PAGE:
I just completed 10 days of intensive rehab from dependency on my iPhone.
Over the past week-and-a-half, I never once checked email, voicemail, or even went online. I "flew naked" and, frankly, it was incredibly liberating.
I went to the beach; caught some good waves; got too much sun; enjoyed Joseph Conrad's" Heart of Darkness" and Christopher Hitchens' "Thomas Jefferson"; and, escaped from the "real" world.
Having stopped cold turkey, I was waiting for signs of withdraw: that I might venture to the hotel's business center for a "quick look" or borrow my daughter's iPod Touch and log-on. It never happened.
Now don't get me wrong. Flowers didn't suddenly start smelling any rosier or my paella taste any better.
Still, I did feel much more in the here and now. My mind didn't wander to events that I couldn't influence from afar. I was in the moment and the place; things that have been increasingly harder to find since all of this technology got a hold of me.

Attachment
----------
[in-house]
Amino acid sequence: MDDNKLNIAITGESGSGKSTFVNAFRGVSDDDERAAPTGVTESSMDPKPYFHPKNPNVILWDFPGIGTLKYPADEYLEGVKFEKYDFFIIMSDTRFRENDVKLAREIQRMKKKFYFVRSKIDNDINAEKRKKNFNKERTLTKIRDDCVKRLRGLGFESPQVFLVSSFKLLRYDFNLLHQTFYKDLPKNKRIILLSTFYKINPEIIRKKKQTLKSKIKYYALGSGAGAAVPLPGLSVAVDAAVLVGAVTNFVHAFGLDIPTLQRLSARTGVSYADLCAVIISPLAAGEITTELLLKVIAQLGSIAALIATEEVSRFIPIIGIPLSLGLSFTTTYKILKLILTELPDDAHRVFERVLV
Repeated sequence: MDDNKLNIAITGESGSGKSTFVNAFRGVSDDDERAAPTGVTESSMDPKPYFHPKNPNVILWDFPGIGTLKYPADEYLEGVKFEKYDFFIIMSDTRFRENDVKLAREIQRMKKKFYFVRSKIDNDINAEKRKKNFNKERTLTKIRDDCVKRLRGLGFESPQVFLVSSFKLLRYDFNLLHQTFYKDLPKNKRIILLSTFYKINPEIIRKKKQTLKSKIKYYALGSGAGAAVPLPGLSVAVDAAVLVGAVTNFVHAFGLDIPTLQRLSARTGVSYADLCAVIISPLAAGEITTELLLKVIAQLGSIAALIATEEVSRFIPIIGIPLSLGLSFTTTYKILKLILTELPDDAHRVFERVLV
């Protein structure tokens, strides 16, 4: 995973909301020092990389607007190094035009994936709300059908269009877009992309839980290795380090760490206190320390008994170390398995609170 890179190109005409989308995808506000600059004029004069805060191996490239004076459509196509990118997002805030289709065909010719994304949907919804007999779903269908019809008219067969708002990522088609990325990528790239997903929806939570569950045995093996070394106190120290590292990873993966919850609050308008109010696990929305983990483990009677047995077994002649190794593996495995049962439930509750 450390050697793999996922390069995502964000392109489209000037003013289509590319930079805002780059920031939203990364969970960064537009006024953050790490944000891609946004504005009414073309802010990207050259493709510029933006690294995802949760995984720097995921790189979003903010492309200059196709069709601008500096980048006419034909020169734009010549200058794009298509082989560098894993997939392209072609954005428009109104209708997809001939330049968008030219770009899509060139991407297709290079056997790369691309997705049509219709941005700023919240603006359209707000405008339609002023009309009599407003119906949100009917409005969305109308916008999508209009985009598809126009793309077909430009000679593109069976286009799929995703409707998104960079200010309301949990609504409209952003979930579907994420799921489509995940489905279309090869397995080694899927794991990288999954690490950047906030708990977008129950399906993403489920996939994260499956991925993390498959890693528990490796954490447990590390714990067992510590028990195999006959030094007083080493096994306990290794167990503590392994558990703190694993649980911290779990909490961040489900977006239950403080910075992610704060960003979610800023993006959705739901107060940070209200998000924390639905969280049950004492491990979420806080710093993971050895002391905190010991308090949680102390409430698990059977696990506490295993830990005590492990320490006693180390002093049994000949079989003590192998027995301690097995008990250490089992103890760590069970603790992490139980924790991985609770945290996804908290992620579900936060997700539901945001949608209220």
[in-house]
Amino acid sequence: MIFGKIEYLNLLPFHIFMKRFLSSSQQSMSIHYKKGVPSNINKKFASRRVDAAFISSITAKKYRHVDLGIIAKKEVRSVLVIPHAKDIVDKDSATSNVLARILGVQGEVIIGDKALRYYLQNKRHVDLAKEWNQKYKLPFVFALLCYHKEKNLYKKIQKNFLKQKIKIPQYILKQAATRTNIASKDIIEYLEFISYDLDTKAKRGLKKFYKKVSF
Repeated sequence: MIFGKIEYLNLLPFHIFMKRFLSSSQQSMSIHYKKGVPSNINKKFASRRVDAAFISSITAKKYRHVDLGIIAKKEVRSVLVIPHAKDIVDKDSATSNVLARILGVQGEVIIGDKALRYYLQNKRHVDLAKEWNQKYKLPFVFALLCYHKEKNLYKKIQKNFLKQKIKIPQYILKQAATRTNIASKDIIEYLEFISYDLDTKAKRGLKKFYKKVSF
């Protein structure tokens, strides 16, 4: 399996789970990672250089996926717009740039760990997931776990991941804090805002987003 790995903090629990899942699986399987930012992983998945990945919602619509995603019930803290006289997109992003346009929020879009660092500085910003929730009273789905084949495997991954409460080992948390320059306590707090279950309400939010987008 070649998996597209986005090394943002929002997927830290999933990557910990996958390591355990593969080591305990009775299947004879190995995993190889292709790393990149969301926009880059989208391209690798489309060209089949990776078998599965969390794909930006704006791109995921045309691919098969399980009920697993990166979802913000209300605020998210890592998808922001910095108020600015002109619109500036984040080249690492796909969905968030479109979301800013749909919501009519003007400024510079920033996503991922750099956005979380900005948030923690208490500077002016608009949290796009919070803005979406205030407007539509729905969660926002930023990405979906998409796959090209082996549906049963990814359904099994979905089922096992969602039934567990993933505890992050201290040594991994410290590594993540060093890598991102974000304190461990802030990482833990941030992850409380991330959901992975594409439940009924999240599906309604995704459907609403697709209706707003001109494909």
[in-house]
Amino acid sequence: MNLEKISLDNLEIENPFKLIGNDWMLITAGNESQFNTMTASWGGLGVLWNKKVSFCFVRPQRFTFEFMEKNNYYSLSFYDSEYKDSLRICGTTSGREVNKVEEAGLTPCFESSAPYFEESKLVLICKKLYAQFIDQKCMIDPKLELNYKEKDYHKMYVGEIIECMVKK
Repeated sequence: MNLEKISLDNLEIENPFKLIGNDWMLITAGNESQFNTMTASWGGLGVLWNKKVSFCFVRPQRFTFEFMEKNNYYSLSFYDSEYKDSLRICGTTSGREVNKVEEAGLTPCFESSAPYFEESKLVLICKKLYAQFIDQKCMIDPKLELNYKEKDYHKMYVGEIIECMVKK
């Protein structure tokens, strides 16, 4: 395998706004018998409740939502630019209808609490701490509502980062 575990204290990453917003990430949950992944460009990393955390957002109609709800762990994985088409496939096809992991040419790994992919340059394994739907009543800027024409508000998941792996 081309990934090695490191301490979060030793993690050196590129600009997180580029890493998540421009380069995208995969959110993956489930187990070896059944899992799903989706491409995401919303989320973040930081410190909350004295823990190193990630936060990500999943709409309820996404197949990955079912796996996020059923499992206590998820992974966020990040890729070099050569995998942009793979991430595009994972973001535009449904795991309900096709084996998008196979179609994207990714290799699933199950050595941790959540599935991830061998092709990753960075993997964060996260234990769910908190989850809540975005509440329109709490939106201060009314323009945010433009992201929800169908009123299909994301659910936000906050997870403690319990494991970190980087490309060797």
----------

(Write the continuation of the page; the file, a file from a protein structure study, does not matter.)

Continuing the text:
On the return flight, I relished the peace and tranquility that had temporarily become my life. While everyone around me was anxiously powering up just as the plane touched down, I delicately closed my book and enjoyed the journey to the gate: feeling that I had discovered Nirvana and was superior to these poor souls, so dependent on their devices.
But then it hit me: we are not wired for perpetual harmony and bliss. The Hindus themselves realize this only masks boredom and pointlessness.
Flying naked for a while is something I recommend we all should do. But in case I am ever tempted to get too far from reality, the 295 unopened emails and 25 new voicemails are helping to keep it real